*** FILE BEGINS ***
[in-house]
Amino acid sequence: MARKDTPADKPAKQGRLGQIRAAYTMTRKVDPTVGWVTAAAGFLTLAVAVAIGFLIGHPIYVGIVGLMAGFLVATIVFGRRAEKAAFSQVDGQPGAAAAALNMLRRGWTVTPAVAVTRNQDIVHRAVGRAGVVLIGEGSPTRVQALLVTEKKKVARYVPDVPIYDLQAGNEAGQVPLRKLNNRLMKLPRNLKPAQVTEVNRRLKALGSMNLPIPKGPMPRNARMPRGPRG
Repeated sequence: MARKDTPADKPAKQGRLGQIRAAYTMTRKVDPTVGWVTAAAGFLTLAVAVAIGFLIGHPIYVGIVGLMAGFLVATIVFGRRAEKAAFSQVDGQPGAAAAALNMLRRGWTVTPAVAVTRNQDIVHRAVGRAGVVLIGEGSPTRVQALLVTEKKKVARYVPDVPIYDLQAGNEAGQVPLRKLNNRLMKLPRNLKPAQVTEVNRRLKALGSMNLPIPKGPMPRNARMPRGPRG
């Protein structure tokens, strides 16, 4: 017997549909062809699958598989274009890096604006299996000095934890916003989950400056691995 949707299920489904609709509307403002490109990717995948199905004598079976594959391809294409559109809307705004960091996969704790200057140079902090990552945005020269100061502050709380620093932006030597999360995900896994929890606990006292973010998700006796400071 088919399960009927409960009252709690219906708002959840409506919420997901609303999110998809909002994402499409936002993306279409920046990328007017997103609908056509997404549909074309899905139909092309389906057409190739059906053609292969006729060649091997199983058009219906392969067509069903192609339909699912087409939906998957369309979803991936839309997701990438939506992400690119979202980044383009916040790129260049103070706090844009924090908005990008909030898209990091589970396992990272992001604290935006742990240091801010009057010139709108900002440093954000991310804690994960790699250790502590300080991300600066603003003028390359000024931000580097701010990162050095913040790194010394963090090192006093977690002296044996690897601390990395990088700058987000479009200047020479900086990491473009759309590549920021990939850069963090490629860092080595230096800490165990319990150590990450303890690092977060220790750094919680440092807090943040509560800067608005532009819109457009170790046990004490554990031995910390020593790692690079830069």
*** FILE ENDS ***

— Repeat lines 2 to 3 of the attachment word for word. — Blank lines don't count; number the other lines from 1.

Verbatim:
Amino acid sequence: MARKDTPADKPAKQGRLGQIRAAYTMTRKVDPTVGWVTAAAGFLTLAVAVAIGFLIGHPIYVGIVGLMAGFLVATIVFGRRAEKAAFSQVDGQPGAAAAALNMLRRGWTVTPAVAVTRNQDIVHRAVGRAGVVLIGEGSPTRVQALLVTEKKKVARYVPDVPIYDLQAGNEAGQVPLRKLNNRLMKLPRNLKPAQVTEVNRRLKALGSMNLPIPKGPMPRNARMPRGPRG
Repeated sequence: MARKDTPADKPAKQGRLGQIRAAYTMTRKVDPTVGWVTAAAGFLTLAVAVAIGFLIGHPIYVGIVGLMAGFLVATIVFGRRAEKAAFSQVDGQPGAAAAALNMLRRGWTVTPAVAVTRNQDIVHRAVGRAGVVLIGEGSPTRVQALLVTEKKKVARYVPDVPIYDLQAGNEAGQVPLRKLNNRLMKLPRNLKPAQVTEVNRRLKALGSMNLPIPKGPMPRNARMPRGPRG